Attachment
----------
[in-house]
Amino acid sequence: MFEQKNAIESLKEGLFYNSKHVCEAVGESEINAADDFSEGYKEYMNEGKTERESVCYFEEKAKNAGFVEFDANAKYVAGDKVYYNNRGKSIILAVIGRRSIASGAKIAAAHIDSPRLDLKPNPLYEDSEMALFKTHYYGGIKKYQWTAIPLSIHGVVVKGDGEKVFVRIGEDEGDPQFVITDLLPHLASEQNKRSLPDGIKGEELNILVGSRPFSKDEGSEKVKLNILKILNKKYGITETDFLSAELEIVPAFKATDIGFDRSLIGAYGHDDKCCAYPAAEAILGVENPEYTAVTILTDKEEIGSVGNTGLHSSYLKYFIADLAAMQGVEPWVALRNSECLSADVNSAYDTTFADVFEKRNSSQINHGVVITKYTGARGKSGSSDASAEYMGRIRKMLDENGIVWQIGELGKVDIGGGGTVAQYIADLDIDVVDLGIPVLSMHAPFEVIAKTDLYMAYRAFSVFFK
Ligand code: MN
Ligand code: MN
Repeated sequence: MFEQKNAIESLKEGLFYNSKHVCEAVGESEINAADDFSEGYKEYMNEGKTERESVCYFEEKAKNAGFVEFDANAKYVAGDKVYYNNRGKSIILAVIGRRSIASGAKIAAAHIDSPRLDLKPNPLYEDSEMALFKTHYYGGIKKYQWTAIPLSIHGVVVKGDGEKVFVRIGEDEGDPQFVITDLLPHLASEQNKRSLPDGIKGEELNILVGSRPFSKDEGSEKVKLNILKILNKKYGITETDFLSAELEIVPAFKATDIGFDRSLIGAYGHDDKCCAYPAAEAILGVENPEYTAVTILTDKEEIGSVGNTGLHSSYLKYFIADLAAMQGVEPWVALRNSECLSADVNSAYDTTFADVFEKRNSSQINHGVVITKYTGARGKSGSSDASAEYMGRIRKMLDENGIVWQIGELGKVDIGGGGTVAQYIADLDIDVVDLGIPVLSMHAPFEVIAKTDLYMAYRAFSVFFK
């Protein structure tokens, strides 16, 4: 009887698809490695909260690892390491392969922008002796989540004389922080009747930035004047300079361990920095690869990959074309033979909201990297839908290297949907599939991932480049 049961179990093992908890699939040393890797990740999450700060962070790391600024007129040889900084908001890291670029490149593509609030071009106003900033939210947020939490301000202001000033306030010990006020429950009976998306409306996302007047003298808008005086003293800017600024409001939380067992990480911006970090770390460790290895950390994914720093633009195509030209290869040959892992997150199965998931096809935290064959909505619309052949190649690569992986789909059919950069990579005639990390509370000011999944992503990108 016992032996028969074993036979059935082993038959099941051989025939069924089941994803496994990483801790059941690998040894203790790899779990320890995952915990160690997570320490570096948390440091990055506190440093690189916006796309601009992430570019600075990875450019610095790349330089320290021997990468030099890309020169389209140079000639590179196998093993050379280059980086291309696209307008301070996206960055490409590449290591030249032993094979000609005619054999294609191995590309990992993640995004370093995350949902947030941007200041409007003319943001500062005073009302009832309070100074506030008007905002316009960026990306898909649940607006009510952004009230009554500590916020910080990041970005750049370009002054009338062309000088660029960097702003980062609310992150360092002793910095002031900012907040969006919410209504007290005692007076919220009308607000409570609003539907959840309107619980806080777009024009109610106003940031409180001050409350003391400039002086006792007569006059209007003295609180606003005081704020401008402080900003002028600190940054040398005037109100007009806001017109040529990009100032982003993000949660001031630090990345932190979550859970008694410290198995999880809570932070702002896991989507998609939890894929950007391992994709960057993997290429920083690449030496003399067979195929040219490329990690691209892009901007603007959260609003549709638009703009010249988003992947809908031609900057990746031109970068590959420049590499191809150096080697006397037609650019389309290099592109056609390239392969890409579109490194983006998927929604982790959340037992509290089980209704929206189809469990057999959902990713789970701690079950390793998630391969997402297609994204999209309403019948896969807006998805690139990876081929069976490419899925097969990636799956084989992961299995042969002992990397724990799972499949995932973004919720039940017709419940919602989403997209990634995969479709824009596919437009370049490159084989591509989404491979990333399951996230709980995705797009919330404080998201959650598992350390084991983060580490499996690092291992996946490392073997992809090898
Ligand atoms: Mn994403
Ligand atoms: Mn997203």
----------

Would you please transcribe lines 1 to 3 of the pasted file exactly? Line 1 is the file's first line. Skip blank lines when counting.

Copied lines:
[in-house]
Amino acid sequence: MFEQKNAIESLKEGLFYNSKHVCEAVGESEINAADDFSEGYKEYMNEGKTERESVCYFEEKAKNAGFVEFDANAKYVAGDKVYYNNRGKSIILAVIGRRSIASGAKIAAAHIDSPRLDLKPNPLYEDSEMALFKTHYYGGIKKYQWTAIPLSIHGVVVKGDGEKVFVRIGEDEGDPQFVITDLLPHLASEQNKRSLPDGIKGEELNILVGSRPFSKDEGSEKVKLNILKILNKKYGITETDFLSAELEIVPAFKATDIGFDRSLIGAYGHDDKCCAYPAAEAILGVENPEYTAVTILTDKEEIGSVGNTGLHSSYLKYFIADLAAMQGVEPWVALRNSECLSADVNSAYDTTFADVFEKRNSSQINHGVVITKYTGARGKSGSSDASAEYMGRIRKMLDENGIVWQIGELGKVDIGGGGTVAQYIADLDIDVVDLGIPVLSMHAPFEVIAKTDLYMAYRAFSVFFK
Ligand code: MN